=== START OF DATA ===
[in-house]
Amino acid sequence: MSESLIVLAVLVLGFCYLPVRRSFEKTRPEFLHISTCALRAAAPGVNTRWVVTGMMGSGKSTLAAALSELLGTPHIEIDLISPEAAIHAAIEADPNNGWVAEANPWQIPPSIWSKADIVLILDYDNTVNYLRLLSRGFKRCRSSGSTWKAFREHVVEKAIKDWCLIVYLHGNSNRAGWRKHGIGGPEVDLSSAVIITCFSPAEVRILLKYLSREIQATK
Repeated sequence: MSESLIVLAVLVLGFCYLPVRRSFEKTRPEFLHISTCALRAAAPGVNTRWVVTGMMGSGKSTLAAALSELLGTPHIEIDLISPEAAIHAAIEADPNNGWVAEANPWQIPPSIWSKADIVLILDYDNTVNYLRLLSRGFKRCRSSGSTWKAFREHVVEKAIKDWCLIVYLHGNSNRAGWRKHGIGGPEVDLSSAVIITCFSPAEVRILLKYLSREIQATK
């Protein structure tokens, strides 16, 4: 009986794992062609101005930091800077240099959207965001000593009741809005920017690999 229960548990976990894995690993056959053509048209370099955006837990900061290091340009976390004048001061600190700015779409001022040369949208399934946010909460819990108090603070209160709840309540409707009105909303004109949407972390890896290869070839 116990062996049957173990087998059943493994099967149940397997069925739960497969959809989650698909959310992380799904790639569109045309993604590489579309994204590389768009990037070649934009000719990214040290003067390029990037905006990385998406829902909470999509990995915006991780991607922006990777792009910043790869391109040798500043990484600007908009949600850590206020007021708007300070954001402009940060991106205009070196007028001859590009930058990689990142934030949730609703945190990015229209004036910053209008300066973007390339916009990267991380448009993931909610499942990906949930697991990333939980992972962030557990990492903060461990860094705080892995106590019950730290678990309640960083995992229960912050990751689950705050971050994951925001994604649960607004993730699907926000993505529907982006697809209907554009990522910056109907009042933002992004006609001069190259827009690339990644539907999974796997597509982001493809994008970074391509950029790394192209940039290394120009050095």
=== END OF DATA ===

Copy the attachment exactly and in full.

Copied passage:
[in-house]
Amino acid sequence: MSESLIVLAVLVLGFCYLPVRRSFEKTRPEFLHISTCALRAAAPGVNTRWVVTGMMGSGKSTLAAALSELLGTPHIEIDLISPEAAIHAAIEADPNNGWVAEANPWQIPPSIWSKADIVLILDYDNTVNYLRLLSRGFKRCRSSGSTWKAFREHVVEKAIKDWCLIVYLHGNSNRAGWRKHGIGGPEVDLSSAVIITCFSPAEVRILLKYLSREIQATK
Repeated sequence: MSESLIVLAVLVLGFCYLPVRRSFEKTRPEFLHISTCALRAAAPGVNTRWVVTGMMGSGKSTLAAALSELLGTPHIEIDLISPEAAIHAAIEADPNNGWVAEANPWQIPPSIWSKADIVLILDYDNTVNYLRLLSRGFKRCRSSGSTWKAFREHVVEKAIKDWCLIVYLHGNSNRAGWRKHGIGGPEVDLSSAVIITCFSPAEVRILLKYLSREIQATK
């Protein structure tokens, strides 16, 4: 009986794992062609101005930091800077240099959207965001000593009741809005920017690999 229960548990976990894995690993056959053509048209370099955006837990900061290091340009976390004048001061600190700015779409001022040369949208399934946010909460819990108090603070209160709840309540409707009105909303004109949407972390890896290869070839 116990062996049957173990087998059943493994099967149940397997069925739960497969959809989650698909959310992380799904790639569109045309993604590489579309994204590389768009990037070649934009000719990214040290003067390029990037905006990385998406829902909470999509990995915006991780991607922006990777792009910043790869391109040798500043990484600007908009949600850590206020007021708007300070954001402009940060991106205009070196007028001859590009930058990689990142934030949730609703945190990015229209004036910053209008300066973007390339916009990267991380448009993931909610499942990906949930697991990333939980992972962030557990990492903060461990860094705080892995106590019950730290678990309640960083995992229960912050990751689950705050971050994951925001994604649960607004993730699907926000993505529907982006697809209907554009990522910056109907009042933002992004006609001069190259827009690339990644539907999974796997597509982001493809994008970074391509950029790394192209940039290394120009050095």